The redemption of a Russian Doll – Yilun Yang #QuestusReviewus

When I first seen the trailer of this show and realize that this show is about, I really didn’t think i would ever like it. The lifestyle of the protagonists seems disorganized and purposeless. And having the main character reliving the same day over and over again to reveal a grander theme is not a novel setup in the Hollywood. In science fiction, we have Tom Cruise’s Edge of Tomorrow; in thriller, we have Christopher Smith’s Triangle; in comedy, we have Groundhog Day and in drama; we have Jake Gyllenhaal’s Source Code. So when we discuss the merits of the this show, we must consider what’s new got brought to the table in this show.

This unique setup of story-telling granted the show a very particular edge in portraying the development of characters, that is the show presents a natural longitudinal comparison of the character between each “reincarnation” or “resurrection”. With the bulk of the background unchanged, it became very easy for the audience to notice the arch of our protagonists’ behavior and personalities through the tiniest changes in their behavior, in some sense, we get to shed layers of disguises of the characters and reveal the truth underneath them — like a Russian Doll. For example, Alan used to kill the fly in his bathroom every time he resurrects, but in the eighth episode, not only didn’t kill the fly, but also has a smile on this face, this forces the audience to compensate: what can this possibly mean?

So who are the dolls in this show? We have Nadia, who is a video game designer in her 30s, who is clearly a drug-head with a very chaotic romantic life and a serious mother issue. And we have Alan who is a young man with mild obsessive-compulsive disorder and a sort of faintheart and wimpy character. I think this show did a very good job exhibiting the course of change in these two characters. Over the show, Nadia became more tuned in with the reality she lives in rather than the numbed up world she had built for herself with alcohol and recreational drugs. She gradually starts to genuinely accept her mother’s influence on her, shaking off this overshadowing mother figure that has been her source of her misery her entire life. And Alan becomes more confidence and starts letting go some of his obsession with absolute order and embracing the unpredictable life.

So what is new in this show? How is this different from the other great movies mentioned in the beginning? I think what is great about this show is the choice of using this unworldly setup to tell a redemption story of an ordinary people, to tell a story of someone everybody can relates to, one of that alien warfare and top secret military operation mojo. What i really like about this show is that it is a realistic depiction of the lives of people with mental health problems, not problems like Schizophrenia and psychotic disorders, but depression like Nadia and OCD like Alan. What I mean by realistic is that main-stream media tends to either vilify or romanticise depression and OCD. for example people with depression were either portrayed as solitary genius like Dr.House from “House” or the victim of mistreatment of our society like Clay Jenson from “13 Reasons Why” and the Hollywood classic math genius with OCD stereotype. What I like about this show is that the character it creates can be bitter and cynical like Nadia and somewhat pathetic and woeful as Alan, and these two characters can still find hope and happiness from this dreadful situation they were stuck in. It offers a point of view of life from the perspective of people with mental illness that is dark and depressing, yet not smothering the ember of hope. Changes counts, no matter how small it is. It is not about the grand gestures but believing in the smallest good deeds will eventually bring your life around.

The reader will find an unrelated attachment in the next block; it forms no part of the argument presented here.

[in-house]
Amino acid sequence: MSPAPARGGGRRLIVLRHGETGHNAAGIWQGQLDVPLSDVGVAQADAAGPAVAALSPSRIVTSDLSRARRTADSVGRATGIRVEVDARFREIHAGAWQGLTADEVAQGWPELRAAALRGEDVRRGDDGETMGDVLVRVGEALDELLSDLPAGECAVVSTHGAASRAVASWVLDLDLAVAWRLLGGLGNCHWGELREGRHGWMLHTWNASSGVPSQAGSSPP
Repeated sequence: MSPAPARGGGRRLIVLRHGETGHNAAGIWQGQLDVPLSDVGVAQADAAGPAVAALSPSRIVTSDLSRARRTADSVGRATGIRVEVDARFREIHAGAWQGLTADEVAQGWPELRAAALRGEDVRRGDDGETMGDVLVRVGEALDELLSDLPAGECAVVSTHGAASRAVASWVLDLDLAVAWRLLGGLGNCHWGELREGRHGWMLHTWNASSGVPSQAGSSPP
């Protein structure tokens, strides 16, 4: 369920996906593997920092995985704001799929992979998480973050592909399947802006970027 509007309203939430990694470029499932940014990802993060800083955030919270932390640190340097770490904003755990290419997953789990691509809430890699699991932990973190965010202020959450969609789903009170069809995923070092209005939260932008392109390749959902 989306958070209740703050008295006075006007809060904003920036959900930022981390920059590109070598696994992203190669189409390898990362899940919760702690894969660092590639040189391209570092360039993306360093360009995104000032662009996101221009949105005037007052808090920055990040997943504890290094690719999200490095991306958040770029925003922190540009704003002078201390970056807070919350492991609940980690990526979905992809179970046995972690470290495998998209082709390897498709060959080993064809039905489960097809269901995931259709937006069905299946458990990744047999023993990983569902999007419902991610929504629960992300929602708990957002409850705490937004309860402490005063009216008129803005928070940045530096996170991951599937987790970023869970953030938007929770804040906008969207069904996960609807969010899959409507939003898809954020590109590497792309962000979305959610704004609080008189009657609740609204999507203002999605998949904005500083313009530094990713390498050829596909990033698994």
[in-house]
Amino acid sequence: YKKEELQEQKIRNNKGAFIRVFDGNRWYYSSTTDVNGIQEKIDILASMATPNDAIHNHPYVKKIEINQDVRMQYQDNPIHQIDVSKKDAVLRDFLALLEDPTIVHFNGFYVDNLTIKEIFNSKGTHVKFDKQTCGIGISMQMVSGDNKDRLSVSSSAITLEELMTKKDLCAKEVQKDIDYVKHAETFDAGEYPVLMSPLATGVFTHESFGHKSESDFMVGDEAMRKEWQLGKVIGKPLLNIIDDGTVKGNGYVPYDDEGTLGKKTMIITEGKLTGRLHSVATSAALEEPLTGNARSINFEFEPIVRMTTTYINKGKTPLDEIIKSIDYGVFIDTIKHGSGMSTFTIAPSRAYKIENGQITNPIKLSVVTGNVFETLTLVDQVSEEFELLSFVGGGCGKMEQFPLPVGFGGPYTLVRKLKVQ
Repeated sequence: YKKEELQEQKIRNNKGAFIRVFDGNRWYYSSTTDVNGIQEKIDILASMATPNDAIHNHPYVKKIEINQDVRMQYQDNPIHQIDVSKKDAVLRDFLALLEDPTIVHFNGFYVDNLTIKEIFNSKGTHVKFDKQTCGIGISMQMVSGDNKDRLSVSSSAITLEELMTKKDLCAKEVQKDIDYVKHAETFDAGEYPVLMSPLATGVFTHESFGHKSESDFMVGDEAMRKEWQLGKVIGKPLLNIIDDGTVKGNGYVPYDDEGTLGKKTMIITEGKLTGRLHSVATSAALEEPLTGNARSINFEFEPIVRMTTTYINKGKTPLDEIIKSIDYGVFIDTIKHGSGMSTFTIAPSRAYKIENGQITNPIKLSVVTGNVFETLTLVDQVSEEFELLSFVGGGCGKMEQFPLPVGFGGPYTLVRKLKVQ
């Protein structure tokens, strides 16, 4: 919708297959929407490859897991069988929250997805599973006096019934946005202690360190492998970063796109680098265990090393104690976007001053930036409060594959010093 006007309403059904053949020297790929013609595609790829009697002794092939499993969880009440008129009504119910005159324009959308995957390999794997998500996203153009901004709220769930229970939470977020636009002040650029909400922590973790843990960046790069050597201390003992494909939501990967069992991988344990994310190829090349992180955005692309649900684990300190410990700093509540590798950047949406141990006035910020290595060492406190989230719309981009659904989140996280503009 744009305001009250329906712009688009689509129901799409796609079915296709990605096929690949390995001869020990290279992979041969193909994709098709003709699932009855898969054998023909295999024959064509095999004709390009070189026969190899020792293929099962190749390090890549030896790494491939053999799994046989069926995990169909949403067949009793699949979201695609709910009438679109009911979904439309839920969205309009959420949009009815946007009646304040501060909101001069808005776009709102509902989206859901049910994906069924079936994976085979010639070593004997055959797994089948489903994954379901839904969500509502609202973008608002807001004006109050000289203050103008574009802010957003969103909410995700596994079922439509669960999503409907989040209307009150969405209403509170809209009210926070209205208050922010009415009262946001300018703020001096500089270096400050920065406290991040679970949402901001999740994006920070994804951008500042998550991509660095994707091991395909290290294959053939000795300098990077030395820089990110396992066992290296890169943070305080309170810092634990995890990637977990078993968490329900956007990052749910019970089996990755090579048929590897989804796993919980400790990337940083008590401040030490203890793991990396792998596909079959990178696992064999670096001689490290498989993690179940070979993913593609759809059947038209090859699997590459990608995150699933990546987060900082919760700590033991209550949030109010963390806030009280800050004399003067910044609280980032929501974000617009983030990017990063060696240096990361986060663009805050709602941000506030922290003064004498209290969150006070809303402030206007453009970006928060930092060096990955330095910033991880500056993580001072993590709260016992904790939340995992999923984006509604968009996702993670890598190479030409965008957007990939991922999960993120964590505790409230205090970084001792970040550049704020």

I think it is also very interesting that the writer of the show decides to make both characters resurrects in front of a mirror every time. Mirror is a metaphor for introspection, so resurrecting to the front of a mirror sort of touches on the theme of this show: face the true self and accept your true self. What is also interesting about this design is that the character Nadia is Jewish, and in Jewish mourning culture, mirrors need to be covered because they believe ghosts, although cannot be seen by the naked eye, can be seen through the mirrors. I am not sure if the writers had this in mind when they designed this part of the show, but I think it is a very interesting coincidence either way.

This show also did a very good job in cinematography and scoring. The long takes following Nadia walk through crowds in the party were done very artistically and appropriately. The time-lapse of Nadia binge drinking and smoking after one of her resurrection and the parallel camera angle of Nadia and Alan in episode 8 were perfectly done and fit perfectly with the story telling perspective. The recurring song “Gotta Get Up” brings a positive and warming energy every time it starts playing, reminding our character to get up and start making changes about her life.

Overall, Russian Doll is a very interesting show with a very deep and meaningful theme and brilliant and marvelous acting. Although I really hope some of the death of the main characters have more metaphorical meaning, I can not deny the fact that the writers and the director did a very good job in the story telling of this show and I would definitely recommend anyone who is interested in the topic of depression and mortality to watch this show. I give it a rating of 4 out of 5.